More than 1,000 sea turtles have been rescued in Florida waters in recent days - all victims of record-breaking, below-normal temperatures.
Sea turtles, which are reptiles, become lethargic and their internal organs and bodily functions can be hindered or shut down altogether when water temperatures drop low enough, according to a press release from Mote Marine Laboratory in Sarasota.
Mote has been receiving cold-stunned turtles since Thursday, Jan. 7.
"Cold stun" happens when the temperature of the water drops below the sea turtle’s normal body temperature, according to a press release from the Clearwater Marine Aquarium. The turtle’s metabolic rate drops and they stop swimming and eating, and end up floating.
At last count, CMA was caring for 41 sea turtles suffering from cold stun.
Fish and Wildlife Conservation Commission (FWC) delivered on Jan. 8 eight sea turtles to CMA. The turtles were among more than 90 found floating in the Mosquito Lagoon in the Merritt Island National Wildlife Refuge.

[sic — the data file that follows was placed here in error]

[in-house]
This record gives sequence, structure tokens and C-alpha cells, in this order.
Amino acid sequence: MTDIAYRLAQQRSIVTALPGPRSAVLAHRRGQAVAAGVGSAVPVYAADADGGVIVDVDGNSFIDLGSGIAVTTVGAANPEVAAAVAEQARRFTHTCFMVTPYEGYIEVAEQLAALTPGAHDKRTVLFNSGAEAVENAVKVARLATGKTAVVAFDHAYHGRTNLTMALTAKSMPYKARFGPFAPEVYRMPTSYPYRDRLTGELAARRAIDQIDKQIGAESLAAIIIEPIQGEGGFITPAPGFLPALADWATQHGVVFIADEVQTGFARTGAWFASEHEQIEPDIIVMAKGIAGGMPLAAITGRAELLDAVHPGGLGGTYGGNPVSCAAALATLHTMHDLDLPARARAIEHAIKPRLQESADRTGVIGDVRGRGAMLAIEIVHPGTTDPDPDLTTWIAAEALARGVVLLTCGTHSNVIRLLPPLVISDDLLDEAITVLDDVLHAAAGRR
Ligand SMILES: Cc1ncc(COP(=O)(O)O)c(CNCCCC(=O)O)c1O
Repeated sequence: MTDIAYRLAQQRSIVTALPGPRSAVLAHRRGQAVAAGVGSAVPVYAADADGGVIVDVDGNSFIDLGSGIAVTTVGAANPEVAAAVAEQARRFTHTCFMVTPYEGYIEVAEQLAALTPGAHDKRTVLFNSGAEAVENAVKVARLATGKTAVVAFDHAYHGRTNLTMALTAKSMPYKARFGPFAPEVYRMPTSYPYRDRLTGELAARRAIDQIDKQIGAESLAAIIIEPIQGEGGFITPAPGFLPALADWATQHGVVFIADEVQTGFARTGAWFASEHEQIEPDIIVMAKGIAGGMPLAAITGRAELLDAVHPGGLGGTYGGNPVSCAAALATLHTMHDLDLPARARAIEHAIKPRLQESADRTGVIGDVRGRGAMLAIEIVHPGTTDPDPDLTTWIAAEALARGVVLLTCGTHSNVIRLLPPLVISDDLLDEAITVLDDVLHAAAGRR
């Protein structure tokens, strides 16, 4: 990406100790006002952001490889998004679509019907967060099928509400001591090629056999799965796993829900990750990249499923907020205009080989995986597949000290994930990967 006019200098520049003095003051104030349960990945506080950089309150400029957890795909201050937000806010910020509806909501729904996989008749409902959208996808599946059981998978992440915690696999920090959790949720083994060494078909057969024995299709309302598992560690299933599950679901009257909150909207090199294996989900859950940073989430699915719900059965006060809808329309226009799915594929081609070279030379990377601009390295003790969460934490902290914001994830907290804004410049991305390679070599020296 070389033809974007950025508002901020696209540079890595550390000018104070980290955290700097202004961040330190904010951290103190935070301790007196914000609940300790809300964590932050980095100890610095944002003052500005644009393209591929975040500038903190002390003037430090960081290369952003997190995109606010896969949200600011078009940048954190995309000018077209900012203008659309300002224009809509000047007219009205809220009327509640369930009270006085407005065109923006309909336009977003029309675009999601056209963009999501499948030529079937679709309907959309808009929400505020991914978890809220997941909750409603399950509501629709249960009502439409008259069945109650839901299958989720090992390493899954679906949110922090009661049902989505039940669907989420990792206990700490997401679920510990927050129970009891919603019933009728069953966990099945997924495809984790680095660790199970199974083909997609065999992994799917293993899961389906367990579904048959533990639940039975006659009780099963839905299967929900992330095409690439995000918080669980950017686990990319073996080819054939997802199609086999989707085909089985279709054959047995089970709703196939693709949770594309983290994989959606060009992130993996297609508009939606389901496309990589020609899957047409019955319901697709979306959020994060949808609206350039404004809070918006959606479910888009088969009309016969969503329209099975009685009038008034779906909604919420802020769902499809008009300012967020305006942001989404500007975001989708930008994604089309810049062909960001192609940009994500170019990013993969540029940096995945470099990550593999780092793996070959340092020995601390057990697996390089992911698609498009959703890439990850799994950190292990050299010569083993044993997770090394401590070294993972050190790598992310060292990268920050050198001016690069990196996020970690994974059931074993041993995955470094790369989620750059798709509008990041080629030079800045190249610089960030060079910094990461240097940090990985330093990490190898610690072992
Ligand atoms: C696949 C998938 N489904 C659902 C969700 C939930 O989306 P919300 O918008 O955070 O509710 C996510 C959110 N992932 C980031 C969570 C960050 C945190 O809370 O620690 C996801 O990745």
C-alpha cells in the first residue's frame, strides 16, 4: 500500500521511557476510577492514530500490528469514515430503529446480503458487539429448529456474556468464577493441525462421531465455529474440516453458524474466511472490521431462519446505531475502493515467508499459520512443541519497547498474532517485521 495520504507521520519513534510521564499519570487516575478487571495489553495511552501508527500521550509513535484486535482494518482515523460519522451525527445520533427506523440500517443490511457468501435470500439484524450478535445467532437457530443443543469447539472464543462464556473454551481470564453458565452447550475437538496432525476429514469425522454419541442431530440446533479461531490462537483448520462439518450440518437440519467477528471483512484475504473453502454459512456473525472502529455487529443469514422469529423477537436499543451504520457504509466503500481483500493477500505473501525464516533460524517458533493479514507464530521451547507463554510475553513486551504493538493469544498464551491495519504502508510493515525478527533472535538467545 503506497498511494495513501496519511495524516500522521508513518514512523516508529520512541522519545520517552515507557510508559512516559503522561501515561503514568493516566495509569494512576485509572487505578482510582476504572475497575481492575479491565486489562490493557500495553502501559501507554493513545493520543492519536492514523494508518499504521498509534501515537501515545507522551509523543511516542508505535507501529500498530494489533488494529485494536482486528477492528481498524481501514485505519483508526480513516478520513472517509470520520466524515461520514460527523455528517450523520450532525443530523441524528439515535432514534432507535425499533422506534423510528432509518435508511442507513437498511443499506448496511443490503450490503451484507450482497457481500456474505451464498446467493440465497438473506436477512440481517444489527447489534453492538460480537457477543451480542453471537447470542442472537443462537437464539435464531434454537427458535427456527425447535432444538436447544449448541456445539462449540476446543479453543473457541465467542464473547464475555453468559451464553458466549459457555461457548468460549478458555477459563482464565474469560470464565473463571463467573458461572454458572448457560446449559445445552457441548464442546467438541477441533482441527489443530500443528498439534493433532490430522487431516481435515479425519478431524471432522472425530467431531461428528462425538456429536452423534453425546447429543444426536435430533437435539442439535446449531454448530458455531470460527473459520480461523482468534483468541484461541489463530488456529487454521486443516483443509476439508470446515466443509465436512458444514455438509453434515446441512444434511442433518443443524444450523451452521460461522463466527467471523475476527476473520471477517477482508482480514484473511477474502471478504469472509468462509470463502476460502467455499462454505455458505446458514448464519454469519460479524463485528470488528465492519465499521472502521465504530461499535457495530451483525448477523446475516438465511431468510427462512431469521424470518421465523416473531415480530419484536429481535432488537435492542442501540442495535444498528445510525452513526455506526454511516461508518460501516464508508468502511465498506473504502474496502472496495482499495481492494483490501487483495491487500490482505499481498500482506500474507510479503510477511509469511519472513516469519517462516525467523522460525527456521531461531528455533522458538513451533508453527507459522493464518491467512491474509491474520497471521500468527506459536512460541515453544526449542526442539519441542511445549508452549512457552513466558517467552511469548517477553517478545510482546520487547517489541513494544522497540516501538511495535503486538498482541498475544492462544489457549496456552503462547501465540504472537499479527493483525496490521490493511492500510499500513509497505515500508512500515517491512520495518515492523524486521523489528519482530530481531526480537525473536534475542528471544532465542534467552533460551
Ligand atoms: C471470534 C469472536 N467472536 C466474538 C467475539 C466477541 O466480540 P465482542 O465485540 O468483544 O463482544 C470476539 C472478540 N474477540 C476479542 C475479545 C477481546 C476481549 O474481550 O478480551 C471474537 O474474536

Turtles inhabiting local waters also are suffering from the frigid waters. CMA staff rescued a female loggerhead from north Clearwater Beach on Friday. CMA received an additional five turtles Monday morning. Two came from Honeymoon Island, one from Caladesi, one from Belleair Beach and one from Clearwater Beach.
CMA officials said the 14 turtles brought in Monday afternoon also were found in local waters: Honeymoon Island, Caladesi Island, Belleair Beach, Clearwater Beach, Indian Shores and Anclote Key.
Several turtles have died from the cold. CMA reported that three sea turtles were found dead on Monday morning. Mote reported that four of the turtles received on Thursday had to be euthanized and another seven died over the weekend.
CMA is asking the public’s help to care for the sea turtles. An Emergency Sea Turtle Fund was set up for the turtles that are stranding because of cold stun. For donation information, visit www.SeeWinter.com.
CMA sent out a thank you on Monday to AquaCal, a local pool supply company, for loaning $45,000 worth of heaters and chillers to help CMA accommodate (and keep warm) as many sea turtles as possible. The equipment is also allowing CMA to heat Winter and Panama’s pool during these record cool temperatures.
CMA is a working animal hospital dedicated to the rescue, rehabilitation and release of marine animals.
Report marine animals in distress
Report stranded or dead manatee or a stranded or dead dolphin, whale or sea turtle by calling the FWC Wildlife Alert hotline at 888-404-FWCC (3922).